Breaking Down the Monster III

So, finishing this off.

It-sa bunch-a case lines!

Write first:

 

echo $1 $2 "filesize: "$3 "totalsize: "$4"G" "filesperdir: "$5
case $1 in
	write)
        if [ $2 = scality ]; then
            filecount=$totfilecount
            time scalitywrite
            exit 0
        fi
        

So if it’s a Scality (or other pure object storage), it’s simple. Just run the write and time it, which will output the info you need. OTHERWISE…

#Chunk file groups into folders if count is too high
	if [ $totfilecount -ge 10000 ]; then
	    for dir in `seq 1 $foldercount`; do
	        createdir $fspath/$dir
	    done
	    time for dir in `seq 1 $foldercount`; do
	        path=$fspath/$dir
		filecount=$(( $totfilecount / $foldercount ))
	        writefiles
	    done
	else
	    path=$fspath
            createdir $path
            filecount=$totfilecount
            time writefiles
	fi
	;;

 

Do what the comment says. Chunk the files into folders, since if you write to a filesystem, count of files in directories makes a big difference. . Make sure you create the directories before you try to write to them… and then time how long it takes to write all of them. If it’s less than the critical file count number, then just write them and time it.

Neeeext….

 

read) #in order read
	sync; echo 1 > /proc/sys/vm/drop_caches
        if [ $2 = scality ]; then
            filecount=$totfilecount
            time scalityread
            exit 0
        fi
	if [ $totfilecount -ge 10000 ]; then
		time for dir in `seq 1 $foldercount`; do
			path=$fspath/$dir
			filecount=$(( $totfilecount / $foldercount ))
			readfiles
		done
	else
		path=$fspath
		filecount=$totfilecount
		time readfiles
	fi
	;;

That sync line is how you clear the filesystem cache (as root) on a Linux system. This is important for benchmarking, because let me tell you, 6.4GB/sec is not a speed that most network storage systems can reach. Again, we split it and time all of the reads, or we just straight up time the reads if the file count is low enough. This routine reads files in the order they were written.

 

	rm) #serial remove files
        if [ $2 = scality ]; then
            time for i in `seq 1 $totfilecount`; do
                curl -s -X DELETE http://localhost:81/proxy/bparc/$fspath/$i-$suffix > /dev/null
            done
            exit 0
        fi
		if [ $totfilecount -ge 10000 ]; then
			time for i in `seq 1 $foldercount`; do
				rm -f $fspath/$i/*-$suffix
				rmdir $fspath/$i
			done
		elif [ -d $fspath/$3 ]; then 
			time rm -f $fspath/*-$suffix
		fi
	;;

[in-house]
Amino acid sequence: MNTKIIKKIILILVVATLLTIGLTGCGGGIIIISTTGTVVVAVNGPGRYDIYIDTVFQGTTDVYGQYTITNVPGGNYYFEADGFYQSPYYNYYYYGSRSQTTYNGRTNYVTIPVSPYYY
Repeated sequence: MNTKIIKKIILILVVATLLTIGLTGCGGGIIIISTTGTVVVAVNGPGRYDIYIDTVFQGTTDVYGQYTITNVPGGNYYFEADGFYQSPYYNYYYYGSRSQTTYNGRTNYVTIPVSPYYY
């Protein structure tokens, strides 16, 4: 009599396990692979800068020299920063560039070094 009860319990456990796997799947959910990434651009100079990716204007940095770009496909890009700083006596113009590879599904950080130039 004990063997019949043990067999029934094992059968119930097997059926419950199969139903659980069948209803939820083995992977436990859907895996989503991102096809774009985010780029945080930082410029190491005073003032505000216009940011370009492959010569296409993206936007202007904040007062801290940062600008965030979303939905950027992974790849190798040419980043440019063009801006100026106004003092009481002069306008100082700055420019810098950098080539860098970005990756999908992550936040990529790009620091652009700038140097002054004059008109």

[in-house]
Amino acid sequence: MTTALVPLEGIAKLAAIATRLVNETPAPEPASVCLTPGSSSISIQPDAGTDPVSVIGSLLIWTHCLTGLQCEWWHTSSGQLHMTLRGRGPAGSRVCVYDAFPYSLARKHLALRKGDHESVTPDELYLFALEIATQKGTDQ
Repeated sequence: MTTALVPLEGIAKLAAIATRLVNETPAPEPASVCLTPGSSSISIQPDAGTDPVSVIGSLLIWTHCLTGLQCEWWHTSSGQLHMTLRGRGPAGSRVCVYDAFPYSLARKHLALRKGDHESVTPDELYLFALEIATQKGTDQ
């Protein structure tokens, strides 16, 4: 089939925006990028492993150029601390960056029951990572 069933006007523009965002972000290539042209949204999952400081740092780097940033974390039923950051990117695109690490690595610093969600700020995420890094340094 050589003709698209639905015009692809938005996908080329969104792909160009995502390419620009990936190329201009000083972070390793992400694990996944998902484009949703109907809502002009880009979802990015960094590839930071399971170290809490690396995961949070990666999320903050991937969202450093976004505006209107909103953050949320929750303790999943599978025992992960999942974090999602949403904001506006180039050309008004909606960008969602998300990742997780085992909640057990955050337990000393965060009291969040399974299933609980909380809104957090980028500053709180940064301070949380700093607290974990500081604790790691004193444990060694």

Similar to the other two routines, if it’s an object based, do something completely different, otherwise remove based on file path and count of files.

 

	parrm) #parallel remove files
		time ls $fspath | parallel -N 64 rm -rf $fspath/{}
	;;

This one is remarkably simple. Just run parallel against an ls of the top level directory, and pipe it into rm -rf. The {} is stdin for parallel. The -N 64 is number of threads to run.

 

This one’s kind of neat:

	shufread) #shuffled read
		sync; echo 1 > /proc/sys/vm/drop_caches
		if [ $totfilecount -ge 10000 ]; then
			folderarray=(`shuf -i 1-$foldercount`)
			time for dir in ${folderarray[*]}; do
				path=$fspath/$dir
				filecount=$(( $totfilecount / $foldercount ))
				shufreadfiles
			done
		else
			path=$fspath
			filecount=$totfilecount
			time shufreadfiles
		fi
	;;
	

I needed a way to do random reads over the files I’d written, in order to simulate that on filesystems with little caching (ie, make the drives do a lot of random seeks.)

	shufread) #shuffled read
		sync; echo 1 > /proc/sys/vm/drop_caches
		if [ $totfilecount -ge 10000 ]; then
			folderarray=(`shuf -i 1-$foldercount`)
			time for dir in ${folderarray[*]}; do
				path=$fspath/$dir
				filecount=$(( $totfilecount / $foldercount ))
				shufreadfiles
			done
		else
			path=$fspath
			filecount=$totfilecount
			time shufreadfiles
		fi
	;;
	

At first, I tried writing the file paths to a file, then reading that, but that has waaaay too much latency when you’re doing performance testing. So, after some digging, I found the shuf command, which shuffles a list. You can pass an arbitrary list with the -i flag. I tossed this all into an array, and then it proceeds like the read section.

 

	*) usage && exit 1;;
esac
echo '------------------------'

Fairly self explanatory. I tossed an echo with some characters in to keep the output clean if you’re running the command inside a for loop.

And that’s it!

Advertisements

About kcarlile
Twitter: @overclockdlemon

Leave a Reply

Fill in your details below or click an icon to log in:

WordPress.com Logo

You are commenting using your WordPress.com account. Log Out / Change )

Twitter picture

You are commenting using your Twitter account. Log Out / Change )

Facebook photo

You are commenting using your Facebook account. Log Out / Change )

Google+ photo

You are commenting using your Google+ account. Log Out / Change )

Connecting to %s

%d bloggers like this: